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S.Q.T. (stupid question thread)


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#1951 purplehaireddolphin

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Posted 24 September 2013 - 15:17

If a driver gets a grid penalty in the last race of the season, is it carried over to the following season?

 

I'm guessing that if Webber (or any other driver not racing in F1 next year) gets a grid penalty in Brazil, it's just forgotten about

 

Also, if a team make a pitstop mistake (loose wheel) in Brazil, and their driver is switching teams next year, will it be the driver or the teams new driver who'll have the penalty, assuming it gets carried forward



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#1952 Fastcake

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Posted 24 September 2013 - 15:41

I've never heard of the stewards imposing a penalty for the next season. Should the incident require a grid penalty as a punishment, I presume they hand out a fine instead.



#1953 7MGTEsup

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Posted 24 September 2013 - 16:01

All I can think of is jacks in the car that lift and weigh it. Weight isn't a problem though, because you can replace damaged parts for weigh in.

 

Winners used to do donuts sometimes but then that was banned for no good reason.

 

I don't think Donuts were banned, I think since engines and gearboxs have to last multiple races the engineers don't want drivers putting undue stress on them for no real reason.



#1954 ExFlagMan

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Posted 24 September 2013 - 17:47

Also pretty sure they would not want the driver to scrub more rubber off the tyres by doing donuts, after all it could reduce weight and ride-height, as the radio message to a BTCC driver on the slowing down lap some years ago stated 'Remember, marbles are a popular game!'

#1955 Clatter

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Posted 24 September 2013 - 19:52

I don't think Donuts were banned, I think since engines and gearboxs have to last multiple races the engineers don't want drivers putting undue stress on them for no real reason.

No, they are banned.



#1956 AidenGeek

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Posted 24 September 2013 - 20:14

Hello :)

 

My fiancée is doing a project involving Formula 1 Lap Time analysis, and she is using the Lap Time Analysis pdf from the FIA.

 

For all drivers their first laps are around 13 minutes, which clearly isn't the correct lap time. I'm aware that she can use other websites for an accurate time for Lap 1, but I was wondering how the FIA came to 13 minutes. I'm guessing that it's the time for Lap 1, the formation lap, and about 10 minutes before the Formation Lap? I don't know for sure, so I'm wondering what happens, do the FIA just turn on their timing systems at the 10 minute signal mark?

 

Thanks :)



#1957 ExFlagMan

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Posted 24 September 2013 - 21:03

Possibly from the point the Pit Lane closes.

#1958 SpartanChas

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Posted 24 September 2013 - 21:21

Conor Daly got in trouble for doing donuts in GP3 this year. It is not allowed.

#1959 V3TT3L

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Posted 24 September 2013 - 21:31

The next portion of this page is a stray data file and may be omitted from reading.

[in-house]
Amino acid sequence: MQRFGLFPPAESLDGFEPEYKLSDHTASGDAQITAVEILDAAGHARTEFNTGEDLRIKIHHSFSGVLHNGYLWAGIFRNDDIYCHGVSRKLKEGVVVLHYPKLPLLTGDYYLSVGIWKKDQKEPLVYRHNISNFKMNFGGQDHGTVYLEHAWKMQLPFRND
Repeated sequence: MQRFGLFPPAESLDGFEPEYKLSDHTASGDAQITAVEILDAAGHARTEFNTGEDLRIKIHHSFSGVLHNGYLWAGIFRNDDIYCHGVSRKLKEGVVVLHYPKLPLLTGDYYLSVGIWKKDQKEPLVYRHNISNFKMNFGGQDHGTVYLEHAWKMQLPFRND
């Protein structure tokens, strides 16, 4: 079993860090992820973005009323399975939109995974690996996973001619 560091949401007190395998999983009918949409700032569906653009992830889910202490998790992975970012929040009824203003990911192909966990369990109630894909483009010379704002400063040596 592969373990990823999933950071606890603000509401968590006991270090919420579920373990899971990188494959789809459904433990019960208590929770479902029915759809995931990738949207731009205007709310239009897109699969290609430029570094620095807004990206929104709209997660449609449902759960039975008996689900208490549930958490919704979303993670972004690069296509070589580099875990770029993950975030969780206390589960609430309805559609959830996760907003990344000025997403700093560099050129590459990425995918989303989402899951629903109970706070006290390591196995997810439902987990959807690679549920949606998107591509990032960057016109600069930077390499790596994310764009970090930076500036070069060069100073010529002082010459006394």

Hello :)

 

My fiancée is doing a project involving Formula 1 Lap Time analysis, and she is using the Lap Time Analysis pdf from the FIA.

 

For all drivers their first laps are around 13 minutes, which clearly isn't the correct lap time. I'm aware that she can use other websites for an accurate time for Lap 1, but I was wondering how the FIA came to 13 minutes. I'm guessing that it's the time for Lap 1, the formation lap, and about 10 minutes before the Formation Lap? I don't know for sure, so I'm wondering what happens, do the FIA just turn on their timing systems at the 10 minute signal mark?

 

Thanks :)

What I did once to calculate the first lap was tatking the total race time [since the red light was off] minus all other laps [except the first one].

I remember I got a reasonable result.

The last drivers of the grid had a much higher 1st lap time due to their distance to the red light.

In some tracks, the finish line does not coincide with the starting line.



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#1960 AidenGeek

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Posted 24 September 2013 - 21:38

Possibly from the point the Pit Lane closes.

 

I thought this initally, but doesn't the pit lane close 15 minutes before the formation lap? That would lead to a time way above 13 minutes, plus each drivers time would be different as they all leave the pit lane at different times.

 

Each drivers time was pretty much the same, give or take a few seconds - which I assume is the difference between each cars first lap time.



#1961 AidenGeek

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Posted 24 September 2013 - 21:39

What I did once to calculate the first lap was tatking the total race time [since the red light was off] minus all other laps [except the first one].

I remember I got a reasonable result.

The last drivers of the grid had a much higher 1st lap time due to their distance to the red light.

In some tracks, the finish line does not coincide with the starting line.

 

This would work and calculating the 1st lap time isn't really an issue, I'm just more curious as to how the FIA get their 13 minute time, that's all :)



#1962 skyfolker

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Posted 24 September 2013 - 23:14

Hello :)

 

My fiancée is doing a project involving Formula 1 Lap Time analysis, and she is using the Lap Time Analysis pdf from the FIA.